The warning came from the National Pig Association which has just carried out a European wide survey on pig producers' intentions in the coming years. The results predict a 15 per cent fall in output or approximately three million tonnes less pork and bacon in the European Union in the next three years and that is an optimistic view according to the NPA.
Barney Kay, general manager of the NPA, warned that the falls in output would mean higher prices at the retail end, particularly for countries that are net importers of pigmeat. His advice was "British retailers and processors should start working more closely with British producers to improve their supply chains".
The NPA forecast, he said, was the first serious attempt in Europe to analyse the effect of a number of bearish influences on pig production all of which will come to a head over the next three years.
These include current low pig meat prices, high feed costs, the European stalls ban which is due to come fully into force in January 2012, currency volatility and even nervousness among banks about the sustainability of continental pig production.
All the main pig meat-producing countries were surveyed, particularly Denmark, Germany, France, the Netherlands and Poland, who account for more than two-thirds of EU pigmeat.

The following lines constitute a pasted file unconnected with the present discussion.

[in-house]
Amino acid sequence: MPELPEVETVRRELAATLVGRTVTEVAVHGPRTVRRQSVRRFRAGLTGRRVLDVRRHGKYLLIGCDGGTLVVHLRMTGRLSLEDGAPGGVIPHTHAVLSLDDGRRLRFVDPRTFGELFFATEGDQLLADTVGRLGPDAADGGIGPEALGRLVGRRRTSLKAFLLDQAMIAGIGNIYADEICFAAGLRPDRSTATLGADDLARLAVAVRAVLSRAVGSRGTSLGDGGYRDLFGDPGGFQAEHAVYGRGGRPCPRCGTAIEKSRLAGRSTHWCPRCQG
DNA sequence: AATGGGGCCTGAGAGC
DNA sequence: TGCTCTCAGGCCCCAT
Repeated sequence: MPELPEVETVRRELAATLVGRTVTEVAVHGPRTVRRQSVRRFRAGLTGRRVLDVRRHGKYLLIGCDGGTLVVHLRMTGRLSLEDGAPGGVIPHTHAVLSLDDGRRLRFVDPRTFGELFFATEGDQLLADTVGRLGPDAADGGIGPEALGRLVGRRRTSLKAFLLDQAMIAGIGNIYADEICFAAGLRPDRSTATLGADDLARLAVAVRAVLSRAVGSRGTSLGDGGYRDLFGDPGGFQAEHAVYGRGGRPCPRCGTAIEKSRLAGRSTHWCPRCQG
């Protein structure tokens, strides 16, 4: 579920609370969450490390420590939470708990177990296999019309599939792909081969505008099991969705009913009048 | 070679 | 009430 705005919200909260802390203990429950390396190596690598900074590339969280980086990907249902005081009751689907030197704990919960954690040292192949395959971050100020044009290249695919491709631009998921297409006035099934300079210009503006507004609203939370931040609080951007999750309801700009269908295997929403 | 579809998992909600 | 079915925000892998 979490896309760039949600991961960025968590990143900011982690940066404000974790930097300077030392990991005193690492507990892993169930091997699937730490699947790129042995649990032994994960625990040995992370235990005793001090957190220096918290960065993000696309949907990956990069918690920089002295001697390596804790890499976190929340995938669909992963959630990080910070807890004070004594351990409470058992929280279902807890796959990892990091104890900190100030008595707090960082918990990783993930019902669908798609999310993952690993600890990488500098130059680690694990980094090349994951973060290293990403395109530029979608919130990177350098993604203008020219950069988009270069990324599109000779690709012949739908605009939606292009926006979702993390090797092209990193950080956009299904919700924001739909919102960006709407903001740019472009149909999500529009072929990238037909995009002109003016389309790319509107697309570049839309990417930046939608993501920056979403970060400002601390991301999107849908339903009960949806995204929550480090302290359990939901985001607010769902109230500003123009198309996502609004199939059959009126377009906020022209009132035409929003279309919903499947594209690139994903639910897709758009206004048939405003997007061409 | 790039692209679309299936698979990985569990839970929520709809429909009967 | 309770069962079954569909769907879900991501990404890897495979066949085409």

The results show that many continental pig-keepers have been producing at a loss for nearly half a decade and are poorly placed to survive the next three years. At least a third will have difficulty converting from their current sow stalls to loose-housing when the stall ban comes into place in 13 months time.
Kay commented that it costs over 400 per sow place to convert to loose-housing and the 1999 stalls ban in the United Kingdom caused the national herd to almost halve during the following ten years.
"In making our forecast, we have been at pains to study relevant data-sets and to survey producers and producer representatives in the main pig-producing countries of the European Union," said Kay. "We have also considered the views of European Commission officials and revisited our own data on the effects of higher feed costs and converting from stalls to loose-housing.
"Nevertheless, we acknowledge we may have understated the problems facing the European industry, because many continental producers do not know themselves yet whether they will convert to loose-housing by January 2013, or cease production, or continue to use stalls and hope to avoid detection."Their decision will be influenced by several factors, including the size of next year's wheat harvest, exchange rates, the economic outlook for the eurozone, and the attitude of banks to lending money."